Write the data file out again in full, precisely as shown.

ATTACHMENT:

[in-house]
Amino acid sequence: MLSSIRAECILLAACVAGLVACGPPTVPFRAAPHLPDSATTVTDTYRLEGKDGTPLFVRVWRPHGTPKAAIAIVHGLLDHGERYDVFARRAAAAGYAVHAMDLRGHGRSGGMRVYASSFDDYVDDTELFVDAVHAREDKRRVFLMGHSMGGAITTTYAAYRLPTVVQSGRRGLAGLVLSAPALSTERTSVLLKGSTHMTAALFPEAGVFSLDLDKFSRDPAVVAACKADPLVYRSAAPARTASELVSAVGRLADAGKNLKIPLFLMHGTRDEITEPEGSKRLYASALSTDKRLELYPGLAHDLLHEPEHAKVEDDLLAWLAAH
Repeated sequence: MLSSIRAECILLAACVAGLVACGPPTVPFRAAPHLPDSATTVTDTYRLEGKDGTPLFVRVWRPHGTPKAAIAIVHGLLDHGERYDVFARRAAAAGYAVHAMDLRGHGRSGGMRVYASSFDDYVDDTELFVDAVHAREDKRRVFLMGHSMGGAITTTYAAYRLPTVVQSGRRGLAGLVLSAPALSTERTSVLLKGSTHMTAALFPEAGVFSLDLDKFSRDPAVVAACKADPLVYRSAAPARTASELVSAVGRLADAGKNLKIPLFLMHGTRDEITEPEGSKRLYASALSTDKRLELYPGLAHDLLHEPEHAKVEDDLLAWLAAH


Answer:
[in-house]
Amino acid sequence: MLSSIRAECILLAACVAGLVACGPPTVPFRAAPHLPDSATTVTDTYRLEGKDGTPLFVRVWRPHGTPKAAIAIVHGLLDHGERYDVFARRAAAAGYAVHAMDLRGHGRSGGMRVYASSFDDYVDDTELFVDAVHAREDKRRVFLMGHSMGGAITTTYAAYRLPTVVQSGRRGLAGLVLSAPALSTERTSVLLKGSTHMTAALFPEAGVFSLDLDKFSRDPAVVAACKADPLVYRSAAPARTASELVSAVGRLADAGKNLKIPLFLMHGTRDEITEPEGSKRLYASALSTDKRLELYPGLAHDLLHEPEHAKVEDDLLAWLAAH
Repeated sequence: MLSSIRAECILLAACVAGLVACGPPTVPFRAAPHLPDSATTVTDTYRLEGKDGTPLFVRVWRPHGTPKAAIAIVHGLLDHGERYDVFARRAAAAGYAVHAMDLRGHGRSGGMRVYASSFDDYVDDTELFVDAVHAREDKRRVFLMGHSMGGAITTTYAAYRLPTVVQSGRRGLAGLVLSAPALSTERTSVLLKGSTHMTAALFPEAGVFSLDLDKFSRDPAVVAACKADPLVYRSAAPARTASELVSAVGRLADAGKNLKIPLFLMHGTRDEITEPEGSKRLYASALSTDKRLELYPGLAHDLLHEPEHAKVEDDLLAWLAAH